The ancient thaig is, if I remember correctly, much deeper than Orzammar and the other thaigs we’ve explored. I’m picturing the insanity of those dwarves, tied directly into lyrium, as “infecting” the veins still buried in the surrounding rock. If lyrium is a sort of collective life force containing the wisdom (and follies) of dwarves that have died it may have consumed those creators or mages as they were killed in transformation.

Note, however, that I still don’t see lyrium as red at that point. It’s changed, and much for the worse, but not tainted as the word is used in DA. But let’s go back to my imagined series of events.

The change is spreading and the lyrium no longer sings to the castes. It’s filled with anger and pain and those sensitive to its song can hear the results. They flee the thaig and seal it but the lyrium runs in veins that are not contained by the limits of this ancient city. One presumes there existed more than one thaig even then, and that the stone connected them all.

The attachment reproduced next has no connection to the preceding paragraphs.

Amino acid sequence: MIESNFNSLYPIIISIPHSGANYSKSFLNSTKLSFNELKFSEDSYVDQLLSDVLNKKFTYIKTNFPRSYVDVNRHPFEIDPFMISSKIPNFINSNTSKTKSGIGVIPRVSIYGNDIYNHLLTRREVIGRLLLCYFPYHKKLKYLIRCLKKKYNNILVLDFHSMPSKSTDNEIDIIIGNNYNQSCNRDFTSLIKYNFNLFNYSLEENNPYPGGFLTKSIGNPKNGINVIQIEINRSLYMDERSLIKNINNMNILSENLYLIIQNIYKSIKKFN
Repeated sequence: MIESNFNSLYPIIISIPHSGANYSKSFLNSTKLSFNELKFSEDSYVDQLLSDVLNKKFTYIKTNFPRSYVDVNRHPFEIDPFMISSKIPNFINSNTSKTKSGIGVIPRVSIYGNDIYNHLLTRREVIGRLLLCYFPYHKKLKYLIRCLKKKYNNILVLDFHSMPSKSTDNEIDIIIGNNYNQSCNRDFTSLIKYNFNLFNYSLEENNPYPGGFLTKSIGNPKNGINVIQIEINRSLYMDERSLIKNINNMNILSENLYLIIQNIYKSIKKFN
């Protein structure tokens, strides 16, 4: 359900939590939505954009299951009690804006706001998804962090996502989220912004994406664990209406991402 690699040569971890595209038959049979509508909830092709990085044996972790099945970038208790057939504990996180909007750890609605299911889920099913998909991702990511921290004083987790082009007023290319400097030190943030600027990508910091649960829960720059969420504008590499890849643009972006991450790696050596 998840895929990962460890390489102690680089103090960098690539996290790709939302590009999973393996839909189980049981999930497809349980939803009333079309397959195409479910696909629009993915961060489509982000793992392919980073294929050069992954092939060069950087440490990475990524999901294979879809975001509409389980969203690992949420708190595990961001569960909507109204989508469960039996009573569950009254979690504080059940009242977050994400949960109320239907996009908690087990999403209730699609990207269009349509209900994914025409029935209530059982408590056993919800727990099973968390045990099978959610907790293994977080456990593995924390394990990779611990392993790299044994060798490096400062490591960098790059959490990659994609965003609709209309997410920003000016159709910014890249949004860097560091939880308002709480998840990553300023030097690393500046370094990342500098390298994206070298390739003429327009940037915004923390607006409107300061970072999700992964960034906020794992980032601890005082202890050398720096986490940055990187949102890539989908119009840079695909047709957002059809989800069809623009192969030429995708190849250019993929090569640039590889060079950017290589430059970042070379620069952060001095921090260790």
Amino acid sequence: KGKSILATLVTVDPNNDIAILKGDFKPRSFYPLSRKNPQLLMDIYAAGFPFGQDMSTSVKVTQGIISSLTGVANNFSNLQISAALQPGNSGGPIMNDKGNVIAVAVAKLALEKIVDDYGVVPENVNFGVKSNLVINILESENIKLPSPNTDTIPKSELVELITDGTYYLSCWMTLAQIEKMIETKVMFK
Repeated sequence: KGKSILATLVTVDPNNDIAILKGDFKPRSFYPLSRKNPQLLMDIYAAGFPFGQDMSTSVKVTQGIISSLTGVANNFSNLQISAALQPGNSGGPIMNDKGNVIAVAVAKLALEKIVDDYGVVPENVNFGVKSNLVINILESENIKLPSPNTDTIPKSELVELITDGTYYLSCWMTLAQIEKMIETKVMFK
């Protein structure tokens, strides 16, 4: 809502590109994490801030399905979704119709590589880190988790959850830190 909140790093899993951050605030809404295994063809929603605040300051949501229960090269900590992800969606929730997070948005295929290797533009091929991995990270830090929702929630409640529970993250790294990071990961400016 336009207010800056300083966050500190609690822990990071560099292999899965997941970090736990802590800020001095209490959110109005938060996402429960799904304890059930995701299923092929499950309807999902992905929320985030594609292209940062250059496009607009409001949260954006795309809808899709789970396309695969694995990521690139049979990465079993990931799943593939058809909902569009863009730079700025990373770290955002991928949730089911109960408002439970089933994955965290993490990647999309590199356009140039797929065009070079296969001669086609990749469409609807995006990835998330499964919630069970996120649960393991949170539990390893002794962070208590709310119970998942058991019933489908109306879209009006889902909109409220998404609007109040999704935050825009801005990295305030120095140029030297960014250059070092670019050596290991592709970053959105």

The word goes out that something awful, something unprecedented has happened. Perhaps the others hear it, or hear whispers of it from their own lyrium. But the end result is that the dwarves change their direction. They have to isolate that area and stop the spread of the change.

So the dwarves dig around the thaigs known to be affected. They set a generous distance and excavated everything, leaving only enough rock in which they cannot hear the lyrium to hold the tunnels. The veins that enter this tunnel are dug back and buried deep so that they cannot reach the still-pristine lyrium closer to the surface. This must have been the undertaking of a shocking amount of time and manpower (dwarfpower?), even given a large population at the time, but what else could they have done?

Suppose the original plan was not the work of a single thaig or family but something that was known to and supported by either the ruling castes of various thaigs or the population in general. That would be one explanation for something so vast and lengthy, something with so much importance to their history, to have been struck from the records of the Shaperate rather than using it as a cautionary tale for generations to come.